Rarely, if ever, does a new artist emerge on a country label with a more diverse musical resume than Shannon Lawson. Like nearly all Kentucky-born musicians, Lawson cut his teeth on bluegrass music, p
Rarely, if ever, does a new artist emerge on a country label with a more diverse musical resume than Shannon Lawson. Like nearly all Kentucky-born musicians, Lawson cut his teeth on bluegrass music, performing with his family's band during his youth. Raised in Taylorsville, 40 miles southwest of Louisville, Lawson grew up dividing his time between harvesting tobacco with his father and uncles and playing music.
He formed his own band in high school, performing a blend of country and rock. After graduation, he headed to Louisville for college but ended up getting more of an education than he bargained for when a veteran blues musician named Top Hat hired him to play guitar in his band. The 18-year-old became the only white musician in an otherwise all-black band, where he played guitar and sometimes sang lead on blues classics.
"These people were really good to me," Lawson recalls of the band. "They taught me how to make a set list, how to be a professional musician. Top Hat taught me about black music. He told me Aretha Franklin was queen and James Brown was king."
In 1993, Lawson stepped out on his own to form the Galoots. The cutting-edge band became one of Kentucky's hottest acts, particularly among the college crowd. They recorded three independent albums and earned a devoted following. By 1998, Lawson and his wife, Mandy, decided to give Nashville a shot. But instead of rushing in and trying to conquer the country music world, Lawson approached this phase of his career cautiously.
"We planned on coming to Nashville and finding out what was going on," he says. "We wanted to be very careful about how we launched me as an artist."
After a while, Lawson decided to have the Galoots perform at the Station Inn, a Nashville venue well-known for great bluegrass and acoustic music. "Every time we played, the crowds got bigger and bigger," he recalls. "By the time we played three shows, I had several publishing and production offers. I didn't take a production deal, but I did sign with a publishing company."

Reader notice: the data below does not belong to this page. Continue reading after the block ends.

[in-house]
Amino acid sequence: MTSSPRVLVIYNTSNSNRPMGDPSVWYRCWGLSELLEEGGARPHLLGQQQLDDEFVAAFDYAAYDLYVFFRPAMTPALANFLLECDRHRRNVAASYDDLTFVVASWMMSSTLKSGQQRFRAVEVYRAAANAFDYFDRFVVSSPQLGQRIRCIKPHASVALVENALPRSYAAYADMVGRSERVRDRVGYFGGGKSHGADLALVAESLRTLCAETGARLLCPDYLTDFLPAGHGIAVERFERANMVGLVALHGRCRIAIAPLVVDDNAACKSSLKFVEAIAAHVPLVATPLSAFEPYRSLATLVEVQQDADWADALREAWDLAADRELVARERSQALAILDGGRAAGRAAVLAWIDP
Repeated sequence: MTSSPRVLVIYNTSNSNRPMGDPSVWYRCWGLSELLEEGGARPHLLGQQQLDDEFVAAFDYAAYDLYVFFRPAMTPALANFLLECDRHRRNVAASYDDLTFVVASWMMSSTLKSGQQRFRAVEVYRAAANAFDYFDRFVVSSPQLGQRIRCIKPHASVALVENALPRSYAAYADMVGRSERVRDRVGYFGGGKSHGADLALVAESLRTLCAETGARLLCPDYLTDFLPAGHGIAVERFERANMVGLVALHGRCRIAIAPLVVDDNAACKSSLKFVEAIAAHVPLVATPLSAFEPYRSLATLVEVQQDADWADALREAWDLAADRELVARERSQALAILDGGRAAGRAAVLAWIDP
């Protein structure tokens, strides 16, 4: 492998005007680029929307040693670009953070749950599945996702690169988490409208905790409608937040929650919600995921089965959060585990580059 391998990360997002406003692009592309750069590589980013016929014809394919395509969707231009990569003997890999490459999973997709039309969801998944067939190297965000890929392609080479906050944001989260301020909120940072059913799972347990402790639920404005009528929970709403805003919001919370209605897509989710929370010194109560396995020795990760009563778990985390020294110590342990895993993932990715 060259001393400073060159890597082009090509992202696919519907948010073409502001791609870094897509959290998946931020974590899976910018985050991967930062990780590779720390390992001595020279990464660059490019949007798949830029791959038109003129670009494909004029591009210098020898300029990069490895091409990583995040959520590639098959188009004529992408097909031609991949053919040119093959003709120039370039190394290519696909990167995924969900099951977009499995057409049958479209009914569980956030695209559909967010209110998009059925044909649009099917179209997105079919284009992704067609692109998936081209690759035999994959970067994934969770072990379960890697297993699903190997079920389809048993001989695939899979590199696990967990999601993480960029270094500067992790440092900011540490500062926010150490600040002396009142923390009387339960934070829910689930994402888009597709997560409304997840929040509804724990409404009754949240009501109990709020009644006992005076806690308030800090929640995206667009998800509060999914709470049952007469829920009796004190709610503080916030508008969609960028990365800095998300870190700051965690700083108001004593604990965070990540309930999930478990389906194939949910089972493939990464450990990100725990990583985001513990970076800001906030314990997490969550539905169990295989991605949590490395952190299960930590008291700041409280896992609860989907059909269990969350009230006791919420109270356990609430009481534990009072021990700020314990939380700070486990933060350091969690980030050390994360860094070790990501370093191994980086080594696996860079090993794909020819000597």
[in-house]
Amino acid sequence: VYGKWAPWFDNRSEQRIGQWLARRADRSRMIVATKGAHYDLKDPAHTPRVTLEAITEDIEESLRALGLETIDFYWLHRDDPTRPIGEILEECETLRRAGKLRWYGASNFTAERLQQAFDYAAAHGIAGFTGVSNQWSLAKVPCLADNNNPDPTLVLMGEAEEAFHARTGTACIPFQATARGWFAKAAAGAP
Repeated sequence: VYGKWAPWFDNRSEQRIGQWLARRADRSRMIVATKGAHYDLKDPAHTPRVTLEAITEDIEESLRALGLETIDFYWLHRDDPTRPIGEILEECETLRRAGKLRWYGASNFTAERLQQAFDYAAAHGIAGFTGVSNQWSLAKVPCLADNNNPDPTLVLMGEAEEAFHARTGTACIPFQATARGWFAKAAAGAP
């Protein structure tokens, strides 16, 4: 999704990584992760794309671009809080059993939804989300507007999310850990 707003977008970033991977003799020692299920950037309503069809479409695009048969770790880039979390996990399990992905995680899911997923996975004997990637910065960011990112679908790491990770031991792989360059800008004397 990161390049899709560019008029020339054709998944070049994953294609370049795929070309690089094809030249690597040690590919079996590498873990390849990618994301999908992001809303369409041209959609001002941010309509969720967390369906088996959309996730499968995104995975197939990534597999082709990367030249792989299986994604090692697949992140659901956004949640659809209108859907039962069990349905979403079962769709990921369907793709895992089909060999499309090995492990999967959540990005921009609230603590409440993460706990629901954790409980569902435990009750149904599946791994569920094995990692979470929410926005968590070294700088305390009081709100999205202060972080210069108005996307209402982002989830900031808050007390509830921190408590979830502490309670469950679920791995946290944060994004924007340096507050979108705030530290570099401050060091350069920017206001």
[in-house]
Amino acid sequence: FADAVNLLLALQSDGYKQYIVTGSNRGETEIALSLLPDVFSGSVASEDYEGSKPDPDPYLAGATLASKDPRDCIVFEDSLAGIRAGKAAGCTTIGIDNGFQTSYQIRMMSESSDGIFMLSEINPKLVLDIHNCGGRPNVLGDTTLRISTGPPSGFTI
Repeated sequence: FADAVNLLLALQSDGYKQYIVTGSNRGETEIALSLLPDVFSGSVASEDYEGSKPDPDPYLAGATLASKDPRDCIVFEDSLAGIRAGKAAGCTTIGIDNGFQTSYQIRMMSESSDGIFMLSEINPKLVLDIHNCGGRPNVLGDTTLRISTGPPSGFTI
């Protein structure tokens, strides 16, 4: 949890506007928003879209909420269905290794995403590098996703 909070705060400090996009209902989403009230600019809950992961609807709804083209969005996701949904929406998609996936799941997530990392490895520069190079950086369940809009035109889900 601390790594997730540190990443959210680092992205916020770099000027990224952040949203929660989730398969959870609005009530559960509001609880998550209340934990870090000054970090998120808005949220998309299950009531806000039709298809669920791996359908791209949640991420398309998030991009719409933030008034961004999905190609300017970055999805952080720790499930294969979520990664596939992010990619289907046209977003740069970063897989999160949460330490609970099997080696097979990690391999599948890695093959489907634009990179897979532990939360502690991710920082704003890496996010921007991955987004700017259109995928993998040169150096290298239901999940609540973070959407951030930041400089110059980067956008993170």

That company was Extreme Writers Group, where Lawson began further honing his songwriting talents. His wife played a demo for Shane Barrett in MCA Nashville's A&R department, and Barrett immediately wanted to take it to Tony Brown, MCA's then-president, now a senior partner in the new Universal South label.
"I met with Tony Brown, and he asked me to do a showcase," says Lawson, who is booked by the William Morris Agency and managed by Nashville-based Turner and Nichols. "I was offered a deal the next day."
MCA Nashville chairman Bruce Hinton recalls being immediately impressed with Lawson's talent. "We had heard his voice on a couple of demos, but then I went to a showcase, and he was so compelling," Hinton says. "He is a fabulous performer. By the time he finished the set, we knew he had the total package. He's been performing since before he was 18, and it's really paid off. There's nothing like that experience."
That experience also served Lawson well when he went into the studio to record his debut album, "Chase the Sun," due June 4. Produced by Mark Wright, with Jason Hauser and Greg Droman as associate producers, the project showcases Lawson's impressive songwriting and his powerful, no-holds-barred voice (which has drawn comparisons to former New Grass Revival vocalist John Cowan).
"I wrote 60 songs," he says of getting ready for his debut album, "and I found that the less I tried to filter myself, the better off I was. I was writing two or three times a day. So I just picked the 11 best songs I'd written, and [I'd] drive around and listen to them. I'm a gut person. I went with the songs that felt best. You've got to keep it real, or it won't touch anybody."
The collection reflects Lawson's diverse musical background. Some songs have a very distinct bluegrass flavor; others tip a hat to his R&B days with Top Hat. Perhaps the song that best exemplifies Lawson's unique musical approach is a ramped-up bluegrass version of Marvin Gaye's classic "Let's Get It On." First single "Goodbye on a Bad Day" is No. 29 on the Hot Country Singles & Tracks chart this week.
"To me, the bluegrass aspect is flavoring, and he comes by it legitimately," Hinton says, "but he's more than bluegrass. His influences are very broad."
Consumers will get a chance to see Lawson during the week of the album's release, as he does in-store performances at Wal-Mart stores in 15 cities, among them Louisville; Greenville, S.C.; and Madison, Wis. He's also going to be part of AOL's developing-artist program, which will include audio and video streaming, and he will be featured on AOL Sessions in July.
Excerpted from the June 1, 2002, issue of Billboard. The full original text of the article is available in the Billboard.com members section.
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